In this paper we present a novel approach to programme Kaspar, a 22 DOF
humanoid robot used for robot-assisted therapy with children with Autism
Spectrum Disorder (ASD). The original software used to programme Kaspar
was developed to primarily be used in research. However, Kaspar is now
increasingly in other environments, operated by non-roboticists.
While Kaspar has a user-friendly interface to be operated by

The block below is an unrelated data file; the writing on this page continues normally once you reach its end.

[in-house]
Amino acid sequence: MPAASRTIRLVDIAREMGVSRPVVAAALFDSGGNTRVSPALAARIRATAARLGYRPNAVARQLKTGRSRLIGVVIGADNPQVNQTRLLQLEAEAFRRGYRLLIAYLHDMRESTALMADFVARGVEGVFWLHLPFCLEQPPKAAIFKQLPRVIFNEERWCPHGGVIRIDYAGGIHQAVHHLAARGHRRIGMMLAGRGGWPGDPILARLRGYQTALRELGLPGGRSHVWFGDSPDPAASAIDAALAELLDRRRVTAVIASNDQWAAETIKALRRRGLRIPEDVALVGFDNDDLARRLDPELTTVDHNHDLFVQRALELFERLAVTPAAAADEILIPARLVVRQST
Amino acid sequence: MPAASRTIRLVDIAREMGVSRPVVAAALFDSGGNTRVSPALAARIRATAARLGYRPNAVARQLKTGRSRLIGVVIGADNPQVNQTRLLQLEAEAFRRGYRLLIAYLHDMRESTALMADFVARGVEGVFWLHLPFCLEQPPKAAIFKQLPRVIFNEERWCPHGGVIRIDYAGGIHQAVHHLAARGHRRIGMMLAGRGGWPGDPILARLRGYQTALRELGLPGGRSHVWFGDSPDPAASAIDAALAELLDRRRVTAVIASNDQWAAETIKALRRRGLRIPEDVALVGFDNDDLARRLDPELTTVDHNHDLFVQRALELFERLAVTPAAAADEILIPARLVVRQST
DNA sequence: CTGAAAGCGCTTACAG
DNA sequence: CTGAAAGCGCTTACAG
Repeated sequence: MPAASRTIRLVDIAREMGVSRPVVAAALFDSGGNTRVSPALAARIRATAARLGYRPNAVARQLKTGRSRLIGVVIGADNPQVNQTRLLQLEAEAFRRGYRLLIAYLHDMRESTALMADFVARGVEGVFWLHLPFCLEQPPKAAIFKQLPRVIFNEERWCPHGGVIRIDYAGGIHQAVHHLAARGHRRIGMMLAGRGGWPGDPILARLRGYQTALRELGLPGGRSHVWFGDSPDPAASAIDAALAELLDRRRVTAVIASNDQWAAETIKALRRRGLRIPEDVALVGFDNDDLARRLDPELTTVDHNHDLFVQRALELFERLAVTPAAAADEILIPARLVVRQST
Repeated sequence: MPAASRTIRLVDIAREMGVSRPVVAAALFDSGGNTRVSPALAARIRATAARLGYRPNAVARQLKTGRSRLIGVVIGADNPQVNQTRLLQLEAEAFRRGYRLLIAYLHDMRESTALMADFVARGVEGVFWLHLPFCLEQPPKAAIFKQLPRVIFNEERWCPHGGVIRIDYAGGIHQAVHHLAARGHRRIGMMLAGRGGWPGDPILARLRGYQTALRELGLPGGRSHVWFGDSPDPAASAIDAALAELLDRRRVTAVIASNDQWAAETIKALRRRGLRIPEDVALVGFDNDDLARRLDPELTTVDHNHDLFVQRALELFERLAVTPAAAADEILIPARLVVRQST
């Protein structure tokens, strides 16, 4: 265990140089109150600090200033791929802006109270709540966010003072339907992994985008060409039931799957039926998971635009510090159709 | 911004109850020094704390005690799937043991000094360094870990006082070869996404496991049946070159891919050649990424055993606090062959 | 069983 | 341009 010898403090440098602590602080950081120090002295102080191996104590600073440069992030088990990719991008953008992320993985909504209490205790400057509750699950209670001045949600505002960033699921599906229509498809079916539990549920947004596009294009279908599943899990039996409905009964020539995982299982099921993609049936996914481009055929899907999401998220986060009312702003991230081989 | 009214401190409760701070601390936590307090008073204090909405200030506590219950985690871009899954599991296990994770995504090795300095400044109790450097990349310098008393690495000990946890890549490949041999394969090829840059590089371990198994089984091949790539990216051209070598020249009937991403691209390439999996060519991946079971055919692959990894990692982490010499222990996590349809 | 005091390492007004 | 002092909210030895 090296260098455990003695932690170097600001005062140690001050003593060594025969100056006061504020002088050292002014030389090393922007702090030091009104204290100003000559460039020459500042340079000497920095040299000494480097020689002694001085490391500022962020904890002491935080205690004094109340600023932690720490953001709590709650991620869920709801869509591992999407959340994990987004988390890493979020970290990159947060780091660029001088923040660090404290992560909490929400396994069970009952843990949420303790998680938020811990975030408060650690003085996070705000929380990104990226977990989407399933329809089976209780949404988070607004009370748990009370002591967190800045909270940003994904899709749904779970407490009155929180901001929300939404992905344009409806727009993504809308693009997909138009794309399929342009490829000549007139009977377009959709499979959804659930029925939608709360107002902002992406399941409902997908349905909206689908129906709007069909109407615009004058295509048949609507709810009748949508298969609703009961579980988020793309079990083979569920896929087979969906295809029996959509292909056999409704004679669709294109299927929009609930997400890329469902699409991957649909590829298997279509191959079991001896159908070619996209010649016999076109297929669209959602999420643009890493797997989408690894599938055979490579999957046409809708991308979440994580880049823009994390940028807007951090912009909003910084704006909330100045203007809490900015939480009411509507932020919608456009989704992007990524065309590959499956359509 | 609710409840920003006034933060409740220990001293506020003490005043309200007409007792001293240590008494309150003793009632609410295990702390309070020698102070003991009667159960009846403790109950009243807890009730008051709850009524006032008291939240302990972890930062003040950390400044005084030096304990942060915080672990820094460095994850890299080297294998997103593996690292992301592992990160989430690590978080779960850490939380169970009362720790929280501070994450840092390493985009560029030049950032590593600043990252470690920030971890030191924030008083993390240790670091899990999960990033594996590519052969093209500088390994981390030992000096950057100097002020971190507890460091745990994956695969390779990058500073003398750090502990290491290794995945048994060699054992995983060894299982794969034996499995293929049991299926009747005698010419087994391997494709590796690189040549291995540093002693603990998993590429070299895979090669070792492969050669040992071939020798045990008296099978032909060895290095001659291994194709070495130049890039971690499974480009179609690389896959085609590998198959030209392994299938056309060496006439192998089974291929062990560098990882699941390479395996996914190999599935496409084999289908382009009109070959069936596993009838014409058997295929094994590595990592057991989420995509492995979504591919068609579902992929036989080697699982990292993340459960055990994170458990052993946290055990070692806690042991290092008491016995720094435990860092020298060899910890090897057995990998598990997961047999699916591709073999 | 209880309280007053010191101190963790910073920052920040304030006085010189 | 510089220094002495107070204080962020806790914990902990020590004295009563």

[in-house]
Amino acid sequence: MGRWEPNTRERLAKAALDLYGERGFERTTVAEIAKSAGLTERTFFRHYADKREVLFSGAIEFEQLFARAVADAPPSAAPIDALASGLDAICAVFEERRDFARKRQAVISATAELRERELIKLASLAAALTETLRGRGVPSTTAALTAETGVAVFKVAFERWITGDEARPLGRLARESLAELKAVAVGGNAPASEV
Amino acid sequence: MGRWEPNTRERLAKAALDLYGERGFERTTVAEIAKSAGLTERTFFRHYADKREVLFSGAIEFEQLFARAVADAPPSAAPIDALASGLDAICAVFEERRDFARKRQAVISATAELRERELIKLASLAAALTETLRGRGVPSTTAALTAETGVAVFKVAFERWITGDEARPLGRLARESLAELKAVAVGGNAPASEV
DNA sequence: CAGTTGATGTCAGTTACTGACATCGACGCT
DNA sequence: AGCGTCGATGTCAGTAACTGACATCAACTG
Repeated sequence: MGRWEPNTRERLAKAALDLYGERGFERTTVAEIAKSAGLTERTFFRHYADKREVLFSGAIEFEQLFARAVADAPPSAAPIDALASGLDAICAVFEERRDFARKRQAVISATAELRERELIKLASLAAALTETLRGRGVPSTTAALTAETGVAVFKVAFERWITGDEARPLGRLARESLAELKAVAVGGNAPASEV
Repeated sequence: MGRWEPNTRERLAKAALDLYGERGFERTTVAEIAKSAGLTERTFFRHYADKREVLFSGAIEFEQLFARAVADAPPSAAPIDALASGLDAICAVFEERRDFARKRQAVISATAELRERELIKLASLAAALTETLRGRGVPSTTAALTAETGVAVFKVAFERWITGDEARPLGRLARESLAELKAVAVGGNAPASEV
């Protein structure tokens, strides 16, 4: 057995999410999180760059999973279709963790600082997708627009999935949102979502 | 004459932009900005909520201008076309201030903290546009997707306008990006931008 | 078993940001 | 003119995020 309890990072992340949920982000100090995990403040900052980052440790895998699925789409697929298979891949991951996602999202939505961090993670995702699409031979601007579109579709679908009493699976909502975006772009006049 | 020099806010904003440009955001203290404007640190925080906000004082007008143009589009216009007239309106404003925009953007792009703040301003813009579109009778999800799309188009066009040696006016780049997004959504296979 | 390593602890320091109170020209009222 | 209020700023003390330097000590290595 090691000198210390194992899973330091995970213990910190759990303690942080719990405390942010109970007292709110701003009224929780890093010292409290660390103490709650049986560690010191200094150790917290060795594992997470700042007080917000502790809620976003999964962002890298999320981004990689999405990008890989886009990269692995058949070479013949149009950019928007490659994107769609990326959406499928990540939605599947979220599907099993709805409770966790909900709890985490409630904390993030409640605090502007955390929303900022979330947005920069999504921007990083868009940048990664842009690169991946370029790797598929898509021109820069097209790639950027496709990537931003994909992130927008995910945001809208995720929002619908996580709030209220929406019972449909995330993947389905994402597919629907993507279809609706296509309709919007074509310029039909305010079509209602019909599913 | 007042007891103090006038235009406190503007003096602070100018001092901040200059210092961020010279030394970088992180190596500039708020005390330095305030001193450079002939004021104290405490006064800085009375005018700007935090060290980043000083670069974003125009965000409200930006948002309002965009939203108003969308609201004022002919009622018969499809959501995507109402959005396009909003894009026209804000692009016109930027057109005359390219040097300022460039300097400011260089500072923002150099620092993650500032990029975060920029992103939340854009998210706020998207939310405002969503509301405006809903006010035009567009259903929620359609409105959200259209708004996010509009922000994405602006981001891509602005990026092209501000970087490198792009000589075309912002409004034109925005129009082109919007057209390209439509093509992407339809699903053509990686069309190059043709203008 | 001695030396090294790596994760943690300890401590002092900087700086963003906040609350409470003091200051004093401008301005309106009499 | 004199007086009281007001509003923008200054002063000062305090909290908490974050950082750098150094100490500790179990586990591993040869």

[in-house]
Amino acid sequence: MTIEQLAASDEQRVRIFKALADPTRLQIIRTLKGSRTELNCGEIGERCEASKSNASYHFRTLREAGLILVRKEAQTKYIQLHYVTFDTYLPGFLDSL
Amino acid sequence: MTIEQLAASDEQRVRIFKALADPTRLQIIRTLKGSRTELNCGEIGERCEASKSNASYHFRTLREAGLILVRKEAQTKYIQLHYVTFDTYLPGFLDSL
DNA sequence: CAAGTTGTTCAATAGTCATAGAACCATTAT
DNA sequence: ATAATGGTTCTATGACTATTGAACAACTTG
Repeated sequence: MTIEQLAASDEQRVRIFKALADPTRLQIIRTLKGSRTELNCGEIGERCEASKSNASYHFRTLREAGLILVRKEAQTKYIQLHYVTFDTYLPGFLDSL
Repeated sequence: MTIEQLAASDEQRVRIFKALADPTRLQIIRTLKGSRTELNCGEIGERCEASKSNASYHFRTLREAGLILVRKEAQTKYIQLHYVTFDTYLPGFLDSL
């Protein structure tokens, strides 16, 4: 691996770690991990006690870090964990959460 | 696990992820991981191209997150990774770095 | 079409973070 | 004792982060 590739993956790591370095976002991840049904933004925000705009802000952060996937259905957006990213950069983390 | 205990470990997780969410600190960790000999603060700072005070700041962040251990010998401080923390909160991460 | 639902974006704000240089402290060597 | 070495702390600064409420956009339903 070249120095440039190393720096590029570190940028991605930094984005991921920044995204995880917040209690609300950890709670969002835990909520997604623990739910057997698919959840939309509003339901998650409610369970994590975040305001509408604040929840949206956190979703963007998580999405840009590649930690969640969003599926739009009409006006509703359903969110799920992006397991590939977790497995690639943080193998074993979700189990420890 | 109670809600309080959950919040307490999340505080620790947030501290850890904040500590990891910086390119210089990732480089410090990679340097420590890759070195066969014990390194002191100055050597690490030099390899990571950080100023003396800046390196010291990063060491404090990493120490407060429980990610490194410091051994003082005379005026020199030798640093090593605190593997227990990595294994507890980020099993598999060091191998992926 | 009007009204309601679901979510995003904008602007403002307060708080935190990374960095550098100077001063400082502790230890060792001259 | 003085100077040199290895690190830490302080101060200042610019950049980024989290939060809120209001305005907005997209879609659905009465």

non-programmers, new games or behaviours could only be created by the
research team. Thus, we needed to develop an interface that will allow
non-roboticists to programme Kaspar.
As a solution, we used the Scratch programming language. We tested
the Scratch interface with over 170 school children aged 7 to 10, who
had the chance to programme Kaspar and give their feedback. In general
terms, Scratch was thought to be a fun, useful and easy way to programme
Kaspar, and the majority of the children were willing to use it again.